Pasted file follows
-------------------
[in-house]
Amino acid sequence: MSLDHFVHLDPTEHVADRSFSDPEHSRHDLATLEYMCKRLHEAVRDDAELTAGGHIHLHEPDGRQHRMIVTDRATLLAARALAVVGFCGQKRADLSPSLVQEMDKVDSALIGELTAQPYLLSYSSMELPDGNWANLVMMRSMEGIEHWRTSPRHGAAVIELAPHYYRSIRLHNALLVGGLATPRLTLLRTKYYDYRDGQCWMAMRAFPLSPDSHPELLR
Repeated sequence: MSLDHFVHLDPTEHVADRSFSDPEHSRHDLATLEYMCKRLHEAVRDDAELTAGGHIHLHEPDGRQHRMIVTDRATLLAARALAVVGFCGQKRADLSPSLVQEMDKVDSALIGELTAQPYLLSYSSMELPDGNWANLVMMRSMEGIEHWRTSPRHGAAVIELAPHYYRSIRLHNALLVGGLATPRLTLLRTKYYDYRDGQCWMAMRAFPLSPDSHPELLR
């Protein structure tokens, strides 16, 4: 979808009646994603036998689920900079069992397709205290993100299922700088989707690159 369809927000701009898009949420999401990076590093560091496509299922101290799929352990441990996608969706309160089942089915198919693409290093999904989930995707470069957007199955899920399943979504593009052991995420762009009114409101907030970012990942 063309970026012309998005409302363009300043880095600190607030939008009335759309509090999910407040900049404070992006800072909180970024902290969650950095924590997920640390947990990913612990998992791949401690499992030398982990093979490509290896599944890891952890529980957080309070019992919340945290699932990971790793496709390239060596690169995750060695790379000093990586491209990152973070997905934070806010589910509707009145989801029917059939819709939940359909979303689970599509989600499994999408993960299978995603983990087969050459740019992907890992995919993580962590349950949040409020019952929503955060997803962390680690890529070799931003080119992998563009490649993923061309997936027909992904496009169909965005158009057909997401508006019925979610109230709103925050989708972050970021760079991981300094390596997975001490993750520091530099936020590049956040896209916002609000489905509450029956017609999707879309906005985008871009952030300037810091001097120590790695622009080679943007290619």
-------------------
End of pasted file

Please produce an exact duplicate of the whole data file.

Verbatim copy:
[in-house]
Amino acid sequence: MSLDHFVHLDPTEHVADRSFSDPEHSRHDLATLEYMCKRLHEAVRDDAELTAGGHIHLHEPDGRQHRMIVTDRATLLAARALAVVGFCGQKRADLSPSLVQEMDKVDSALIGELTAQPYLLSYSSMELPDGNWANLVMMRSMEGIEHWRTSPRHGAAVIELAPHYYRSIRLHNALLVGGLATPRLTLLRTKYYDYRDGQCWMAMRAFPLSPDSHPELLR
Repeated sequence: MSLDHFVHLDPTEHVADRSFSDPEHSRHDLATLEYMCKRLHEAVRDDAELTAGGHIHLHEPDGRQHRMIVTDRATLLAARALAVVGFCGQKRADLSPSLVQEMDKVDSALIGELTAQPYLLSYSSMELPDGNWANLVMMRSMEGIEHWRTSPRHGAAVIELAPHYYRSIRLHNALLVGGLATPRLTLLRTKYYDYRDGQCWMAMRAFPLSPDSHPELLR
């Protein structure tokens, strides 16, 4: 979808009646994603036998689920900079069992397709205290993100299922700088989707690159 369809927000701009898009949420999401990076590093560091496509299922101290799929352990441990996608969706309160089942089915198919693409290093999904989930995707470069957007199955899920399943979504593009052991995420762009009114409101907030970012990942 063309970026012309998005409302363009300043880095600190607030939008009335759309509090999910407040900049404070992006800072909180970024902290969650950095924590997920640390947990990913612990998992791949401690499992030398982990093979490509290896599944890891952890529980957080309070019992919340945290699932990971790793496709390239060596690169995750060695790379000093990586491209990152973070997905934070806010589910509707009145989801029917059939819709939940359909979303689970599509989600499994999408993960299978995603983990087969050459740019992907890992995919993580962590349950949040409020019952929503955060997803962390680690890529070799931003080119992998563009490649993923061309997936027909992904496009169909965005158009057909997401508006019925979610109230709103925050989708972050970021760079991981300094390596997975001490993750520091530099936020590049956040896209916002609000489905509450029956017609999707879309906005985008871009952030300037810091001097120590790695622009080679943007290619």